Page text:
He says the debacle around his finances began on December 29, 2020, when a mysterious payment of £30,000 (R632 215,64) landed into his account, with the reference 'last of mum's' - which meant nothing to the handyman.

On January 15, he received further payments of £30 000 (R632 215,64) and £777 (R16 352,24).

At this time, he queried the sums with Barclays and a few weeks later, a bank worker called to say the transfers looked like direct inheritance payments to him and he could spend it.


Five months later, Mr Alexander used his own money from a property sale to buy a £237,500 (R4 994 601,25) doer-upper new home. He said he kept the pot of mystery cash aside to fund the extensive repairs.

Alexander moved into his project house on June 23. His new home needs rewiring throughout, the heating system and the plumbing needs to be replaced, as do the roof, and foundations, he claims.

Another £50,000 (R1 052 088,27) landed in his account in August - bringing the total mystery payment up to £110,000 (R2 315 195,84).

But in September a customer of Alexander's former business rang him up and confessed he'd been the one to accidentally give the money to him and Barclays took the £110 000 back.

The bank mistakenly took an extra £6 000 (R126 448,45) of Alexander's own money, which was later reimbursed.

Alexander called Barclays who confirmed they had made a mistake and offered him £500 (R10 420) compensation, he said.

"I've had sleepless nights over this for weeks. I don't know what the matter is with Barclays. This is no way to run a bank. I'm disgusted that this is how they treat their loyal customers. After giving me nine months of false hope, their £500 (R10 420) compensation is a total insult. They make billions of pounds a year.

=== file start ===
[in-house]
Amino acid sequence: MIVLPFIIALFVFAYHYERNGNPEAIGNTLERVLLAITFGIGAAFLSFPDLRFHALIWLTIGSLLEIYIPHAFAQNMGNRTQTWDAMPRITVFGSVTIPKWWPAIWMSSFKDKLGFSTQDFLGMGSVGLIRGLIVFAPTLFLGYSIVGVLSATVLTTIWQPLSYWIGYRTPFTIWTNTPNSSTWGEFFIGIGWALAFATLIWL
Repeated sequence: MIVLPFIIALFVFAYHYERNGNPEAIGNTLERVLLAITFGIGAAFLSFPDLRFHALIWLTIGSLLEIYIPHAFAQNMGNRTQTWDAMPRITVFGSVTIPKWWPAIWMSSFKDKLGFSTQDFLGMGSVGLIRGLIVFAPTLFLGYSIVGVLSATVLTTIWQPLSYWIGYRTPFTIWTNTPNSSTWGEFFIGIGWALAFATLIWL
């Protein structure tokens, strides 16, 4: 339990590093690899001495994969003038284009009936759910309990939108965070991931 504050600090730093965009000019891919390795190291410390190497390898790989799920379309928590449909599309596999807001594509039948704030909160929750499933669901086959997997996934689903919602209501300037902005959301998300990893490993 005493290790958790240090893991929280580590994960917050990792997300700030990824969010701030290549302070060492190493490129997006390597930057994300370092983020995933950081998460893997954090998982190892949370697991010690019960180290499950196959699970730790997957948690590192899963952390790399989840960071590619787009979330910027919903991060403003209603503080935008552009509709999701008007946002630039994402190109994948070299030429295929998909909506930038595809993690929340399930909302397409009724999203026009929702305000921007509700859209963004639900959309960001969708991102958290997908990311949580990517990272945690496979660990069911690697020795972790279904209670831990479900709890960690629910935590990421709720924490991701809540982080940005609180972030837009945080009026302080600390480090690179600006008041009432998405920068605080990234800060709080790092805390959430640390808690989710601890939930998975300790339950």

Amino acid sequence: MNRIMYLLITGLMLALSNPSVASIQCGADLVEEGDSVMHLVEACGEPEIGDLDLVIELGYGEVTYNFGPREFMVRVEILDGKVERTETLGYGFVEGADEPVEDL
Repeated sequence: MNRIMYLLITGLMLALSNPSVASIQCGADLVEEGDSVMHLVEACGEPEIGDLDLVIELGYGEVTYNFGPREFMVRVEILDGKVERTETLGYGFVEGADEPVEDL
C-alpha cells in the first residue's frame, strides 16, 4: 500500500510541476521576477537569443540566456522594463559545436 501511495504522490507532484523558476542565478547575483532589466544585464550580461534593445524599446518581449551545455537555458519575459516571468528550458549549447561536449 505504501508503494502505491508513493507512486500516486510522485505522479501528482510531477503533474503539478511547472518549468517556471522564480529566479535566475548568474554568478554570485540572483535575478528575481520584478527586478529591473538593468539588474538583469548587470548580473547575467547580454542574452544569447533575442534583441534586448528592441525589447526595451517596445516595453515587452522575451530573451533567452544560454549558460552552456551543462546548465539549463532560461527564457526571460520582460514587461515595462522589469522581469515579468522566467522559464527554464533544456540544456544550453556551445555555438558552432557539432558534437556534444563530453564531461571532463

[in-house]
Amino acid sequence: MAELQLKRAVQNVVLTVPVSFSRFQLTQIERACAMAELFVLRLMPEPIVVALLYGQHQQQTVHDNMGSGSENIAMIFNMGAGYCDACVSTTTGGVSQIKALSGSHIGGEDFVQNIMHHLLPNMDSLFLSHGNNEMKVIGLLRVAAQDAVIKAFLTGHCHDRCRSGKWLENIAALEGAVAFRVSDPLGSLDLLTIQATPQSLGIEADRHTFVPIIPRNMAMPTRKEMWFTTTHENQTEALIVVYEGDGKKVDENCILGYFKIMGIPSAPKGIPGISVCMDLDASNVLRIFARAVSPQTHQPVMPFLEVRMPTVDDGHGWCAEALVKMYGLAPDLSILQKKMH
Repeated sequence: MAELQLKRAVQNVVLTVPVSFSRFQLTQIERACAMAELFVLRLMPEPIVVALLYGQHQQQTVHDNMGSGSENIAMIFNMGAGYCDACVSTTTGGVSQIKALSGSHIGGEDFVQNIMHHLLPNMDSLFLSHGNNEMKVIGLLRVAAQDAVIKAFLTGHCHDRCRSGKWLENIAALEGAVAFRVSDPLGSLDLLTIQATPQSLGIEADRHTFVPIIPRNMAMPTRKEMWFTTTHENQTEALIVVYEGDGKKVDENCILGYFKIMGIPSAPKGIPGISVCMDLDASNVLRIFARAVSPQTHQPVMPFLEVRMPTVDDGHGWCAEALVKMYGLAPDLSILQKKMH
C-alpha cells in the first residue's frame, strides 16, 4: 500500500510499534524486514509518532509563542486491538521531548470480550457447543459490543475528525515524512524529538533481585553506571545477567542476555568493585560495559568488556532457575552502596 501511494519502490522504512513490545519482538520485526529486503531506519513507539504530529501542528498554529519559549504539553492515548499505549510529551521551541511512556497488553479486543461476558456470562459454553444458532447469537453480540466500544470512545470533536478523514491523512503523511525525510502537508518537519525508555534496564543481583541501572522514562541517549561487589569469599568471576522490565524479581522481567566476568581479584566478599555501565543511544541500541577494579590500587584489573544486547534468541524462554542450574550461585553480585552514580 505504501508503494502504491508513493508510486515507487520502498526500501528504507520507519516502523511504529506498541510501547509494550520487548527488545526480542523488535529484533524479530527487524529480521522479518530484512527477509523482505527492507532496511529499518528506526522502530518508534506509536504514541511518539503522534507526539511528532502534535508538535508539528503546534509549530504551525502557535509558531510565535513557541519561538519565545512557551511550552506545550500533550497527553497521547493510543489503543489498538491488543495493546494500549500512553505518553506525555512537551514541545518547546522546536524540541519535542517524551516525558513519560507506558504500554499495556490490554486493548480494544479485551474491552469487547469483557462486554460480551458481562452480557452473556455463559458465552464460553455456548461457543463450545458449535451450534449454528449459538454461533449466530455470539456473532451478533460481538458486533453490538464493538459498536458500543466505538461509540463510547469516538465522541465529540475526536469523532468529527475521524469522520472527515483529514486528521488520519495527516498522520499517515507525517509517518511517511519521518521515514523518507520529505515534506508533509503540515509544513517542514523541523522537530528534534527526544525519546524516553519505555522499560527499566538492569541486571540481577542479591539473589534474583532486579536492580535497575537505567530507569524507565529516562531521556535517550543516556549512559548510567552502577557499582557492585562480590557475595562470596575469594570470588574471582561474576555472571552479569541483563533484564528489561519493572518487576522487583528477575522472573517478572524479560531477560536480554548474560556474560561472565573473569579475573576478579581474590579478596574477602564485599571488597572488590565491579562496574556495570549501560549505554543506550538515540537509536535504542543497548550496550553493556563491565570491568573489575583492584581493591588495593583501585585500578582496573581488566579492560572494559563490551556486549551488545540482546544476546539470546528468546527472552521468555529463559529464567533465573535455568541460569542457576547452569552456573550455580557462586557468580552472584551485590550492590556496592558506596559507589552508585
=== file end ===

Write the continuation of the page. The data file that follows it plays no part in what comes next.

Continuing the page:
A spokesperson from Barclays said: "We're sorry to hear about this customer's experience. It is evident that the sender of the funds had selected the incorrect intended recipient from their payee list when completing the online payment instructions.

"There is a verification page displayed to allow the customers to check that the details entered online are valid and correct before proceeding to confirm the payment is to be made. Unfortunately, when the recipient sought clarity regarding the unexpected funds being received in his account, he was incorrectly advised that he could keep the funds.

"Subsequently the funds were removed from the account following a claim from the original sender. However due to our error an additional £6 000 (R632 215,64) above the intended sum received was incorrectly removed. This will be returned to our customer together with lost interest."

They urged customers to report unexpected funds immediately, and to regularly delete one-off payees from the app or online banking site.

Voting Booth
With the high rate of GBV in Mzansi, is there anything to celebrate this Women's day?
Please select an option Oops! Something went wrong, please try again later.
No, there is nothing to celebrate.
52% - 45 votes
Yes, we have a lot to celebrate.
35% - 30 votes
I don't know.
13% - 11 votes
Let us know what you think

Contact the People’s Paper with feedback on stories and how we could make even better!

Learn more
Do you have a story for the People’s Paper?

Click below to contact our news desk and share your story with SunLand!

Let's do it!